Because Winn-Dixie’s new website wasn’t developed to WCAG 2.0 standards, the new features it boasted were in effect only available to sighted, able-bodied users. When Florida resident Juan Carlos Gil, who is legally blind, visited the Winn-Dixie website to refill his prescriptions, he found it to be almost completely inaccessible using the same screen reader software he uses to access hundreds of other sites.

Juan stated in his original complaint that he “felt as if another door had been slammed in his face.” But Juan wasn’t alone. Intentionally or not, Winn-Dixie was denying an entire group of people access to their new website and, in turn, each of the time-saving features it had to offer.

What makes this case unique is that it marks the first time in history in which a public accommodations case went to trial, meaning the judge ruled the website to be a “place of a public accommodation” under the ADA and therefore subject to ADA regulations. Since there are no specific ADA regulations regarding the internet, Judge Scola decided the adoption of the Web Content Accessibility Guidelines (WCAG) 2.0 Level AA to be appropriate. (Thanks to the hard work of the Web Accessibility Initiative (WAI) at the W3C, WCAG 2.0 has found widespread adoption throughout the globe, either as law or policy.)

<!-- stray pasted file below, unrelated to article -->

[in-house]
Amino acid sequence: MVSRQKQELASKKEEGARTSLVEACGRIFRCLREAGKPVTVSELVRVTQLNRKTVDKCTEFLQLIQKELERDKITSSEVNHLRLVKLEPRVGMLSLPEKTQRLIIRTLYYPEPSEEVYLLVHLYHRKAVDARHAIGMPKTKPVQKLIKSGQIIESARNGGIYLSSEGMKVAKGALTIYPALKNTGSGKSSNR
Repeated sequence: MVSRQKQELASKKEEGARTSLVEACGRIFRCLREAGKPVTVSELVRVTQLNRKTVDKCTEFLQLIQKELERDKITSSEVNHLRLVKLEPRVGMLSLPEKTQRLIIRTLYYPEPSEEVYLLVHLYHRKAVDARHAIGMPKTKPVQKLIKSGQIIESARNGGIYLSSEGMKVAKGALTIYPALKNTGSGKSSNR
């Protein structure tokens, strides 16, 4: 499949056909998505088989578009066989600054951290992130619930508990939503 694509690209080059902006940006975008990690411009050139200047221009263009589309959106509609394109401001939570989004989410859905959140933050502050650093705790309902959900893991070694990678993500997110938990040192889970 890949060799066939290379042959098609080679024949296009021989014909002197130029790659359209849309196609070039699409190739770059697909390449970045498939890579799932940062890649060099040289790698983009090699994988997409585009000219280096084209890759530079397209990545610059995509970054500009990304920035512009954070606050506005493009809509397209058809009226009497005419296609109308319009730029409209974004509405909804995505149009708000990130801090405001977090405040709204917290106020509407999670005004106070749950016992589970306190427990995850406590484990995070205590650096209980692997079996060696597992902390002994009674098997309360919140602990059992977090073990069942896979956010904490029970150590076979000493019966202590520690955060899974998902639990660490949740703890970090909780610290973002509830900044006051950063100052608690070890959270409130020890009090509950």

Learning to have empathy

Anyone with a product subscription service (think diapers, razors, or pet food) knows the feeling of gratitude that accompanies the delivery of a much needed product that arrives just in the nick of time. Imagine how much more grateful you’d be for this service if you, for whatever reason, were unable to drive and lived hours from the nearest store. It’s a service that would greatly improve your life. But now imagine that the service gets overhauled and redesigned in such a way that it is only usable by people who own cars. You’d probably be pretty upset.

This subscription service example is hypothetical, yet in the United States, despite federal web accessibility requirements instituted to protect the rights of disabled Americans, this sort of discrimination happens frequently. In fact, anyone assuming the Winn-Dixie case was an isolated incident would be wrong. Web accessibility lawsuits are rising in number. The increase from 2015 to 2016 was 37%. While some of these may be what’s known as “drive-by lawsuits,” many of them represent plaintiffs like Juan Gil who simply want equal rights. Scott Dinin, Juan’s attorney, explained, “We’re not suing for damages. We’re only suing them to follow the laws that have been in this nation for twenty-seven years.”